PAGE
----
Things get taken apart.
People break away. Logic fails. Lines are broken. Needs and desires diverge. Perfectly good things are disarticulated. You expect disco
very but get disco
Sometimes you let things slide. Sometimes you can’t, because the slide is no longer there. Sometimes you look across a water gap at a waterslide that is being dismantled, displaced. At some moments life feels like a slide that is falling apart behind you as you slide down it. Or being taken apart.
We can connect disconnect to its history. It traces easily back to Latin. The verb at the heart is nectere, ‘bind, tie, fasten’. It gives us nexus but not (etymologically) necktie. Tie two things together (con) and you get connectere, which (by way of French) gave us the English verb connect by Shakespeare’s time. Add the dis and you have disconnect, according to Oxford first attested in English in 1751 meaning ‘destroy the logical sequence of’ or ‘make disjointed or incoherent’. In 1758 a physical sense is attested. An electrical sense came in 1826; a telephonic sense, in 1877. A personal relationship sense appeared in 1870. A sense of withdrawing from society did not show until 1961. The noun meaning ‘an act of physical disconnection’ shows up by 1905. But the more common current noun sense, ‘discrepancy of understanding, agreement, or communication’, dates only to the early 1980s in the citations. Somehow it took 230 years for the verb to come around in the noun. But that’s not a disconnect. It’s just a slow connection. Like dial-up, not hang-up.
This picture, right here, at the top of this word tasting, which you probably have to scroll back up to to see, is a picture of a disconnect. Not just a disconnection. You can see that the waterslides are being disconnected, of course; the reason they are is a disconnect. Or perhaps more than one.
That’s Ontario Place. An amusement park in central Toronto, on the shore of Lake Ontario, built by the Ontario government, opened in 1971. A great place for urban citizens. Paddle boats, log ride, maze, discotheque, IMAX theatre, concert venue, mini golf, and that waterpark. Summer employer for many a student, including my wife, who was a lifeguard there for several years and, for one summer, a costumed character, which she will readily tell you was “the worst job of my life.” After she and I moved into our place in the heart of Toronto, we would go to the waterpark once or twice each summer to do the waterslides.
It got older and a bit more worn, as things do. Suburban citizens didn’t need to come to it, of course; there are amusements farther out, including a much larger park with many roller coasters and waterslides at the very edge of the urban area, a long trip if you don’t own a car (and not a short one even if you do). Ontario Place remained for those of us who lived in and loved the heart of the city, even though we somehow seemed to be less important to the government. But a renewal project was launched and things were starting to look more spruce. We went and waterslid and looked at the new slide parts and the landscaping being done in preparation for construction.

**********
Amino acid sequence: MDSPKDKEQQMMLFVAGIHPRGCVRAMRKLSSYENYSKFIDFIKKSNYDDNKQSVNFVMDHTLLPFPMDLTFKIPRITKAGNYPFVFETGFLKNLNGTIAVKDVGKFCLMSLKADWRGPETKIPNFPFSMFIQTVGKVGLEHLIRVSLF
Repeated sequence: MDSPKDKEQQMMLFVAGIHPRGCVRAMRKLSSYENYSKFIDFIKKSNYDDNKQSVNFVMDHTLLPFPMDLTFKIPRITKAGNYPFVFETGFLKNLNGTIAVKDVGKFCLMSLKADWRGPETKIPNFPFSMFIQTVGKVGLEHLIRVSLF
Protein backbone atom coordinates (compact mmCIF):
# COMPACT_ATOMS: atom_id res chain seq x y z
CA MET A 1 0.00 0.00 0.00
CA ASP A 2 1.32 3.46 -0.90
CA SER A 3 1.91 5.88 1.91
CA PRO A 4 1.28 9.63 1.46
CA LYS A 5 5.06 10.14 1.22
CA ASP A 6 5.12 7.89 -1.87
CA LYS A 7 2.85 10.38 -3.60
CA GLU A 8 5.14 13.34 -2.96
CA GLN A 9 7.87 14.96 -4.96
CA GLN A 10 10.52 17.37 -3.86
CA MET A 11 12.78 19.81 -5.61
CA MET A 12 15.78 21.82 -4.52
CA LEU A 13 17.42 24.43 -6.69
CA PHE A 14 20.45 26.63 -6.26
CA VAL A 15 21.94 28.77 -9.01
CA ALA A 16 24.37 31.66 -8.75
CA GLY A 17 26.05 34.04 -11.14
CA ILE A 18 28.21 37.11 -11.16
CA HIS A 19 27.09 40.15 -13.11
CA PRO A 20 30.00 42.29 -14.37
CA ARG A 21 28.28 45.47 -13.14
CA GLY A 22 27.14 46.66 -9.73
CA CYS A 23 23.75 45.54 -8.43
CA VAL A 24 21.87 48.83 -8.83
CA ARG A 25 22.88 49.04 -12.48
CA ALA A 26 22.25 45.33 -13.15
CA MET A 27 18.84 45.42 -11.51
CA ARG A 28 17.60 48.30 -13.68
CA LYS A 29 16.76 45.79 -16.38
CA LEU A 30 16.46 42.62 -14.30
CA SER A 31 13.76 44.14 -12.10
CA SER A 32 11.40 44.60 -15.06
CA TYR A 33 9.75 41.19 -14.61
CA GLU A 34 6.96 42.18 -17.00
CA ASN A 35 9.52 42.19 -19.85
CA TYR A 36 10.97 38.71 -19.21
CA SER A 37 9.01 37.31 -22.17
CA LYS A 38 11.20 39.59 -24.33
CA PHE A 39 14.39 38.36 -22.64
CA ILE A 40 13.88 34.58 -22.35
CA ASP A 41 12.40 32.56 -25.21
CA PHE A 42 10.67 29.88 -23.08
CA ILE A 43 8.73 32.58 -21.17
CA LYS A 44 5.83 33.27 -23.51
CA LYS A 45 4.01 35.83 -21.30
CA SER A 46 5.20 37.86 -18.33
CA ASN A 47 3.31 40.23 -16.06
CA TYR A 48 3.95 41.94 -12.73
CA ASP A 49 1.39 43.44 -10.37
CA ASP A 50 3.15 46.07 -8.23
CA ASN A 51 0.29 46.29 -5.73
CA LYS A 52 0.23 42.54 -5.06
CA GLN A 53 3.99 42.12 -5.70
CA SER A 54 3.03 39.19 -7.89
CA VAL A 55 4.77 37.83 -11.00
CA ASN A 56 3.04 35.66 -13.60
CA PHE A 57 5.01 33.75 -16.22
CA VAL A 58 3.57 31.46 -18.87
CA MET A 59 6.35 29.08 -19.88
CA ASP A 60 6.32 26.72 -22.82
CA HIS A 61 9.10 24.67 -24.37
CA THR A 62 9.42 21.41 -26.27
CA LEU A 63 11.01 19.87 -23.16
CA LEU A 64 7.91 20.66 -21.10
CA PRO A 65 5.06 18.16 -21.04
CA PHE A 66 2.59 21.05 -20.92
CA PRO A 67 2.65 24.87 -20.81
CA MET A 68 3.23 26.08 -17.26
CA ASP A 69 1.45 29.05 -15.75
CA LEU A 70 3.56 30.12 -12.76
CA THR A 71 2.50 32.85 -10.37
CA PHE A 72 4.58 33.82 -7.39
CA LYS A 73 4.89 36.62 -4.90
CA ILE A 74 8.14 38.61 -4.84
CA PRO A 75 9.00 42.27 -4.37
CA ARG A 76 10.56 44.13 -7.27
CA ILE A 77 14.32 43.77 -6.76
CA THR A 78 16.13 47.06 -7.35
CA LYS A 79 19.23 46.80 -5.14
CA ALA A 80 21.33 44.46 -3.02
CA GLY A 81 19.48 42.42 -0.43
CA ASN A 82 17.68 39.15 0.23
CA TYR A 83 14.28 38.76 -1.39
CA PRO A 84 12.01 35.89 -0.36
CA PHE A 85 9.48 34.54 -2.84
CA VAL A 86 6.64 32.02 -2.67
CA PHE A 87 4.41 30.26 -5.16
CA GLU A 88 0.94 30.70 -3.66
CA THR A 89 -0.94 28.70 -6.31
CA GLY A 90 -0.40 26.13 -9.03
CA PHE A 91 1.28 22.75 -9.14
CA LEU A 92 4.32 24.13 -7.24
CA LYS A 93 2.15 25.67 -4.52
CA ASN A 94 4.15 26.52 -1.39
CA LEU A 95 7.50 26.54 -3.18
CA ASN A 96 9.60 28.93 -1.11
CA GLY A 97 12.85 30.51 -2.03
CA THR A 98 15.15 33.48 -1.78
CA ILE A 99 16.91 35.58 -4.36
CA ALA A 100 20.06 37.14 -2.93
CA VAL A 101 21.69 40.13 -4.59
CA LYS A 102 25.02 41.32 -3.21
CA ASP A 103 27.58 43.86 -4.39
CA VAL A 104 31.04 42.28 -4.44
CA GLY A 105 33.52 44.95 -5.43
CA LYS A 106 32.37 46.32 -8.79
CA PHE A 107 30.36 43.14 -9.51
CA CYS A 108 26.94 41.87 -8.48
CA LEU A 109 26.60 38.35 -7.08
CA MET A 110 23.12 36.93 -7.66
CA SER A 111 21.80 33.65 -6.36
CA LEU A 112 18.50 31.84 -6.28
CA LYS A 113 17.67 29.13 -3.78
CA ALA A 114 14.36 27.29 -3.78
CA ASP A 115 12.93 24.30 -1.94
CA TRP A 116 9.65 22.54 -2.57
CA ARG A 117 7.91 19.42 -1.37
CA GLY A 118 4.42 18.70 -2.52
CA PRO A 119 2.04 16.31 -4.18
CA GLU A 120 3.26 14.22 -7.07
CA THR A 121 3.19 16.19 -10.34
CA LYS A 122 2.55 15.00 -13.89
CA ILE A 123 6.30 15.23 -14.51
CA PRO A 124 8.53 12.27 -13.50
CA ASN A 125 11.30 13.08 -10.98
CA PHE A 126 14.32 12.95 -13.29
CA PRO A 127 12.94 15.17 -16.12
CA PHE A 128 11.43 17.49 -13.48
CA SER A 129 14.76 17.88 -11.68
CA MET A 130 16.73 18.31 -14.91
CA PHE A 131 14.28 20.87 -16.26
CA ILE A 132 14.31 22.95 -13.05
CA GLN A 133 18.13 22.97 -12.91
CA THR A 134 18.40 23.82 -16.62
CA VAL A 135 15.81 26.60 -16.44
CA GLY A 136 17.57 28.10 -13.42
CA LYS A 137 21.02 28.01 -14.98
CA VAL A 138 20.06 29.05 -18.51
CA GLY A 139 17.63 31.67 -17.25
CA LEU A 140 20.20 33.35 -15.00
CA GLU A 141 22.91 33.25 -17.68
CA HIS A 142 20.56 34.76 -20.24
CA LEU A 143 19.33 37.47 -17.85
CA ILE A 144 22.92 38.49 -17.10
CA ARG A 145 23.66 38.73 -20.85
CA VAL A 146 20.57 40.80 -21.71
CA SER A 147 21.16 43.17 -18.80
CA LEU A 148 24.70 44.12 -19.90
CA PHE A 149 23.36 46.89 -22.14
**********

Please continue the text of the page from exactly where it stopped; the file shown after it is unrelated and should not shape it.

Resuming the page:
And then, the next year, 2012, the government decided to close it. They cited some vague budgetary I can’t even tell you what. No communication, no understanding. No waterslides.
The concert venue is still operating, a great place to see acts you liked 30 years ago. The spaces are still there for event rental. The marina is still in business. The rest is empty, echoing silence. They say the whole place is being revitalized. The plans are vague. They do not appear to include a waterpark.
Certainly not this one, anyway.
Since then, Aina and I have been to a couple of waterparks. In Orlando, Florida. Not much harder for us to get to than the one on the north side of the city, and associated with a much better theme park. But that doesn’t let our government off the hook. They’re there; we’re here.
Disconnects. We look at them and we ask why. Why do they have to be? Do they have to be?
Are we, after all, connected? Our minds do not meet, not in this world. We can’t hear or read each other’s thoughts, which is probably a very good thing. Communication is not truly contact; it is an attempt to get solitudes to resonate in harmony. Sometimes they do. Sometimes it seems they do and then we find at some point they do not, perhaps have not. We try to repair, or we fight, or we walk away. We all want different things. Sometimes they are close enough. Sometimes the line is
We all have hangups. If we can let them slide, it may go swimmingly. If we disconnect instead, what will we build next, and how?